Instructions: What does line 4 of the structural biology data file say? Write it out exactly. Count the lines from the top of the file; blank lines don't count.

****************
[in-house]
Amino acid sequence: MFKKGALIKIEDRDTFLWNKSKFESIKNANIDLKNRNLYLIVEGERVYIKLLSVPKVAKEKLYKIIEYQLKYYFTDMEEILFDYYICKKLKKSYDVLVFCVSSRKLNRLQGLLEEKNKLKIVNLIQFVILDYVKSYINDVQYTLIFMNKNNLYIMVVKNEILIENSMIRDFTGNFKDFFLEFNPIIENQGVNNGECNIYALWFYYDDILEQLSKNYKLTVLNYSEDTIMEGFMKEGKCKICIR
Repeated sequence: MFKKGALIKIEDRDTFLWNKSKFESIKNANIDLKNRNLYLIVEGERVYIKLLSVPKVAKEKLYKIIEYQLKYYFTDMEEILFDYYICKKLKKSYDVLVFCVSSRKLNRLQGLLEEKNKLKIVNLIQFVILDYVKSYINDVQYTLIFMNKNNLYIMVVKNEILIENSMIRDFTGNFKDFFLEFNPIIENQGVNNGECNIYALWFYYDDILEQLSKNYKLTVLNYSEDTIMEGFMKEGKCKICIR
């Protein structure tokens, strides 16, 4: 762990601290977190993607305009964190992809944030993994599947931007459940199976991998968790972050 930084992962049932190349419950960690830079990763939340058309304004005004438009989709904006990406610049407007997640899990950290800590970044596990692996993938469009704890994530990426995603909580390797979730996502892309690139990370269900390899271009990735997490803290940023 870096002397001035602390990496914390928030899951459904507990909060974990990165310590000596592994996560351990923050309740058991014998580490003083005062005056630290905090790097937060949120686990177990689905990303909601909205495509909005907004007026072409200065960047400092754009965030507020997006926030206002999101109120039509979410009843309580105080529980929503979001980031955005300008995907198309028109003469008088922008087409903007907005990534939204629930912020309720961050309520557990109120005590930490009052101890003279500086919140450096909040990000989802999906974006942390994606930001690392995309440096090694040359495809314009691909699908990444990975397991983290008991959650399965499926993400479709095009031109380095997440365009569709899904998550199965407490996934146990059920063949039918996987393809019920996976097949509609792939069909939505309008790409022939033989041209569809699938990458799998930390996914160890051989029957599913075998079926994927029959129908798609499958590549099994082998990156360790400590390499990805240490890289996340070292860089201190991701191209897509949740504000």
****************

């Protein structure tokens, strides 16, 4: 762990601290977190993607305009964190992809944030993994599947931007459940199976991998968790972050 930084992962049932190349419950960690830079990763939340058309304004005004438009989709904006990406610049407007997640899990950290800590970044596990692996993938469009704890994530990426995603909580390797979730996502892309690139990370269900390899271009990735997490803290940023 870096002397001035602390990496914390928030899951459904507990909060974990990165310590000596592994996560351990923050309740058991014998580490003083005062005056630290905090790097937060949120686990177990689905990303909601909205495509909005907004007026072409200065960047400092754009965030507020997006926030206002999101109120039509979410009843309580105080529980929503979001980031955005300008995907198309028109003469008088922008087409903007907005990534939204629930912020309720961050309520557990109120005590930490009052101890003279500086919140450096909040990000989802999906974006942390994606930001690392995309440096090694040359495809314009691909699908990444990975397991983290008991959650399965499926993400479709095009031109380095997440365009569709899904998550199965407490996934146990059920063949039918996987393809019920996976097949509609792939069909939505309008790409022939033989041209569809699938990458799998930390996914160890051989029957599913075998079926994927029959129908798609499958590549099994082998990156360790400590390499990805240490890289996340070292860089201190991701191209897509949740504000």